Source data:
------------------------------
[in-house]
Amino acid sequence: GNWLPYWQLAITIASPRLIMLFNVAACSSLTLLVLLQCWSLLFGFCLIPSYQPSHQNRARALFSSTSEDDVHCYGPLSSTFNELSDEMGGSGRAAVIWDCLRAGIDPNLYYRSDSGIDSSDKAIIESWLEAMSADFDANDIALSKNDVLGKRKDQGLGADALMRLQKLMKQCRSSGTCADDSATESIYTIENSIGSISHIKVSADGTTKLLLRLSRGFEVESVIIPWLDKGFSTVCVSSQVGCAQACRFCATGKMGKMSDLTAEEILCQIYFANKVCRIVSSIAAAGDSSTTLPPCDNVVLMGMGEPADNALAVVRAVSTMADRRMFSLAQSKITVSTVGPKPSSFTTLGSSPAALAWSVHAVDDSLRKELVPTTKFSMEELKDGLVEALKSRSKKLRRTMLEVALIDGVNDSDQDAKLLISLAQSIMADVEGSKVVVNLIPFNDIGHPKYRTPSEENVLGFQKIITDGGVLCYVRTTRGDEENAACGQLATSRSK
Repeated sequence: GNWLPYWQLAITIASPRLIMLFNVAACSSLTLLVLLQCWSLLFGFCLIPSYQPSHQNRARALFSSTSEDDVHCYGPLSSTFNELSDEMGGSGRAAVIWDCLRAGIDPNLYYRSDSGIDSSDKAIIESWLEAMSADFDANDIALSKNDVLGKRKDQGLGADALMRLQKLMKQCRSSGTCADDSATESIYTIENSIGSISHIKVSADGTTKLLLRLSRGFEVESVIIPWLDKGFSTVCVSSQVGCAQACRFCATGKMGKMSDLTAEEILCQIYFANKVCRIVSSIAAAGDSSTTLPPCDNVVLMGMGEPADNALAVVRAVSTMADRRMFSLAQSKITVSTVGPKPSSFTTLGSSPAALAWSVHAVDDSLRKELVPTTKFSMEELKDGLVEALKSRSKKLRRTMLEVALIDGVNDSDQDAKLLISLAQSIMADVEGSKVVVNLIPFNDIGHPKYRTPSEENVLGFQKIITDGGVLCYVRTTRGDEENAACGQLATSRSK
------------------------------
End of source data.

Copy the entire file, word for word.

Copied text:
[in-house]
Amino acid sequence: GNWLPYWQLAITIASPRLIMLFNVAACSSLTLLVLLQCWSLLFGFCLIPSYQPSHQNRARALFSSTSEDDVHCYGPLSSTFNELSDEMGGSGRAAVIWDCLRAGIDPNLYYRSDSGIDSSDKAIIESWLEAMSADFDANDIALSKNDVLGKRKDQGLGADALMRLQKLMKQCRSSGTCADDSATESIYTIENSIGSISHIKVSADGTTKLLLRLSRGFEVESVIIPWLDKGFSTVCVSSQVGCAQACRFCATGKMGKMSDLTAEEILCQIYFANKVCRIVSSIAAAGDSSTTLPPCDNVVLMGMGEPADNALAVVRAVSTMADRRMFSLAQSKITVSTVGPKPSSFTTLGSSPAALAWSVHAVDDSLRKELVPTTKFSMEELKDGLVEALKSRSKKLRRTMLEVALIDGVNDSDQDAKLLISLAQSIMADVEGSKVVVNLIPFNDIGHPKYRTPSEENVLGFQKIITDGGVLCYVRTTRGDEENAACGQLATSRSK
Repeated sequence: GNWLPYWQLAITIASPRLIMLFNVAACSSLTLLVLLQCWSLLFGFCLIPSYQPSHQNRARALFSSTSEDDVHCYGPLSSTFNELSDEMGGSGRAAVIWDCLRAGIDPNLYYRSDSGIDSSDKAIIESWLEAMSADFDANDIALSKNDVLGKRKDQGLGADALMRLQKLMKQCRSSGTCADDSATESIYTIENSIGSISHIKVSADGTTKLLLRLSRGFEVESVIIPWLDKGFSTVCVSSQVGCAQACRFCATGKMGKMSDLTAEEILCQIYFANKVCRIVSSIAAAGDSSTTLPPCDNVVLMGMGEPADNALAVVRAVSTMADRRMFSLAQSKITVSTVGPKPSSFTTLGSSPAALAWSVHAVDDSLRKELVPTTKFSMEELKDGLVEALKSRSKKLRRTMLEVALIDGVNDSDQDAKLLISLAQSIMADVEGSKVVVNLIPFNDIGHPKYRTPSEENVLGFQKIITDGGVLCYVRTTRGDEENAACGQLATSRSK